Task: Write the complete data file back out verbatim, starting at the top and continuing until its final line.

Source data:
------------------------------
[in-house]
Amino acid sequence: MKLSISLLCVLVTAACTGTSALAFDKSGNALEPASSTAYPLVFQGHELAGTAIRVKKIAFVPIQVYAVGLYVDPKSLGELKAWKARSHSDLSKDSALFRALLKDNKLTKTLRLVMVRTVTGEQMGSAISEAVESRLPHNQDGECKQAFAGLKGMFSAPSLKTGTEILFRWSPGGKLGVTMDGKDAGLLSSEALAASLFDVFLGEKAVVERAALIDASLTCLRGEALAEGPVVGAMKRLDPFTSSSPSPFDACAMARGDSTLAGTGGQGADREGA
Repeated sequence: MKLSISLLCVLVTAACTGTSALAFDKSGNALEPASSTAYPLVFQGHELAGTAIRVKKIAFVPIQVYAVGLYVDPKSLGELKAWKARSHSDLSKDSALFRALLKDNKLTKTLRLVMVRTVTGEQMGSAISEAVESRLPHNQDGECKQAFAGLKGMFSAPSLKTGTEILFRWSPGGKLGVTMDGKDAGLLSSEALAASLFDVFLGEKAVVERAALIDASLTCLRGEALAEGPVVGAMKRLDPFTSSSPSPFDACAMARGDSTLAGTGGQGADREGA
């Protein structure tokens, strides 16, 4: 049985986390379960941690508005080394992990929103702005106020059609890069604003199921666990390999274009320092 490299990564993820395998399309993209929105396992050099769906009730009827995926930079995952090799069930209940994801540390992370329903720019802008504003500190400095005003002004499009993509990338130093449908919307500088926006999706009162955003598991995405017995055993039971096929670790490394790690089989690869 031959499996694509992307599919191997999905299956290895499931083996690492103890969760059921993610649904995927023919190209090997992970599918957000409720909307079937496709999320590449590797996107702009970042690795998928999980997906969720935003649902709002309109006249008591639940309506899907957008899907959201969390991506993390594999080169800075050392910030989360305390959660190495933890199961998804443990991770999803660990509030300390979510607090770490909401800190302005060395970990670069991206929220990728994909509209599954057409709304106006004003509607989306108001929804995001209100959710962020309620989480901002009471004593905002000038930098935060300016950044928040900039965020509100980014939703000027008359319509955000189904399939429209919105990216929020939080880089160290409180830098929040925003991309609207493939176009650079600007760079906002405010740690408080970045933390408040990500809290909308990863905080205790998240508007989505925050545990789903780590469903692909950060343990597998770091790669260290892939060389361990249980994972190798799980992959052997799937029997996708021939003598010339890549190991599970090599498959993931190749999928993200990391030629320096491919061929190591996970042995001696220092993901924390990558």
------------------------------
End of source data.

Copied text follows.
[in-house]
Amino acid sequence: MKLSISLLCVLVTAACTGTSALAFDKSGNALEPASSTAYPLVFQGHELAGTAIRVKKIAFVPIQVYAVGLYVDPKSLGELKAWKARSHSDLSKDSALFRALLKDNKLTKTLRLVMVRTVTGEQMGSAISEAVESRLPHNQDGECKQAFAGLKGMFSAPSLKTGTEILFRWSPGGKLGVTMDGKDAGLLSSEALAASLFDVFLGEKAVVERAALIDASLTCLRGEALAEGPVVGAMKRLDPFTSSSPSPFDACAMARGDSTLAGTGGQGADREGA
Repeated sequence: MKLSISLLCVLVTAACTGTSALAFDKSGNALEPASSTAYPLVFQGHELAGTAIRVKKIAFVPIQVYAVGLYVDPKSLGELKAWKARSHSDLSKDSALFRALLKDNKLTKTLRLVMVRTVTGEQMGSAISEAVESRLPHNQDGECKQAFAGLKGMFSAPSLKTGTEILFRWSPGGKLGVTMDGKDAGLLSSEALAASLFDVFLGEKAVVERAALIDASLTCLRGEALAEGPVVGAMKRLDPFTSSSPSPFDACAMARGDSTLAGTGGQGADREGA
């Protein structure tokens, strides 16, 4: 049985986390379960941690508005080394992990929103702005106020059609890069604003199921666990390999274009320092 490299990564993820395998399309993209929105396992050099769906009730009827995926930079995952090799069930209940994801540390992370329903720019802008504003500190400095005003002004499009993509990338130093449908919307500088926006999706009162955003598991995405017995055993039971096929670790490394790690089989690869 031959499996694509992307599919191997999905299956290895499931083996690492103890969760059921993610649904995927023919190209090997992970599918957000409720909307079937496709999320590449590797996107702009970042690795998928999980997906969720935003649902709002309109006249008591639940309506899907957008899907959201969390991506993390594999080169800075050392910030989360305390959660190495933890199961998804443990991770999803660990509030300390979510607090770490909401800190302005060395970990670069991206929220990728994909509209599954057409709304106006004003509607989306108001929804995001209100959710962020309620989480901002009471004593905002000038930098935060300016950044928040900039965020509100980014939703000027008359319509955000189904399939429209919105990216929020939080880089160290409180830098929040925003991309609207493939176009650079600007760079906002405010740690408080970045933390408040990500809290909308990863905080205790998240508007989505925050545990789903780590469903692909950060343990597998770091790669260290892939060389361990249980994972190798799980992959052997799937029997996708021939003598010339890549190991599970090599498959993931190749999928993200990391030629320096491919061929190591996970042995001696220092993901924390990558």